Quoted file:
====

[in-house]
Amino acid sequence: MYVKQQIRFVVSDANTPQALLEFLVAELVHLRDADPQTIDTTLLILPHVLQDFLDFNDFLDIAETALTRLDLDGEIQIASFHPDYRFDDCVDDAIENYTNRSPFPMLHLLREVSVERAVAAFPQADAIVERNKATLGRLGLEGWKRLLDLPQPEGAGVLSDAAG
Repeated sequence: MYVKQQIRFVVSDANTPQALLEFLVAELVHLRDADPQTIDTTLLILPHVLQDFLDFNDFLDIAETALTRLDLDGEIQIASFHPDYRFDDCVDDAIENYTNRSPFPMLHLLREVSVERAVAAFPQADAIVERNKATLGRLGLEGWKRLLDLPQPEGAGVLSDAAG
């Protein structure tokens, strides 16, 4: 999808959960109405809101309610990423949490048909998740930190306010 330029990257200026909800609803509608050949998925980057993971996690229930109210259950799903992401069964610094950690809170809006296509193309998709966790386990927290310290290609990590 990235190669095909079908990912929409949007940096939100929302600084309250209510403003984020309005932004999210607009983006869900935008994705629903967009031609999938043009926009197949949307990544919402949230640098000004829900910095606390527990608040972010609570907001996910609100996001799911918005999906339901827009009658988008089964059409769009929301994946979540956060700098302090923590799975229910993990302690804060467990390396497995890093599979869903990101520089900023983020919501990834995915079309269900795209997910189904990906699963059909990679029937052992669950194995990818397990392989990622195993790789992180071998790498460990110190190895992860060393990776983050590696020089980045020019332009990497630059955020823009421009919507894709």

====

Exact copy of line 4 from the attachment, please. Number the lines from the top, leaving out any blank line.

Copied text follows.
């Protein structure tokens, strides 16, 4: 999808959960109405809101309610990423949490048909998740930190306010 330029990257200026909800609803509608050949998925980057993971996690229930109210259950799903992401069964610094950690809170809006296509193309998709966790386990927290310290290609990590 990235190669095909079908990912929409949007940096939100929302600084309250209510403003984020309005932004999210607009983006869900935008994705629903967009031609999938043009926009197949949307990544919402949230640098000004829900910095606390527990608040972010609570907001996910609100996001799911918005999906339901827009009658988008089964059409769009929301994946979540956060700098302090923590799975229910993990302690804060467990390396497995890093599979869903990101520089900023983020919501990834995915079309269900795209997910189904990906699963059909990679029937052992669950194995990818397990392989990622195993790789992180071998790498460990110190190895992860060393990776983050590696020089980045020019332009990497630059955020823009421009919507894709």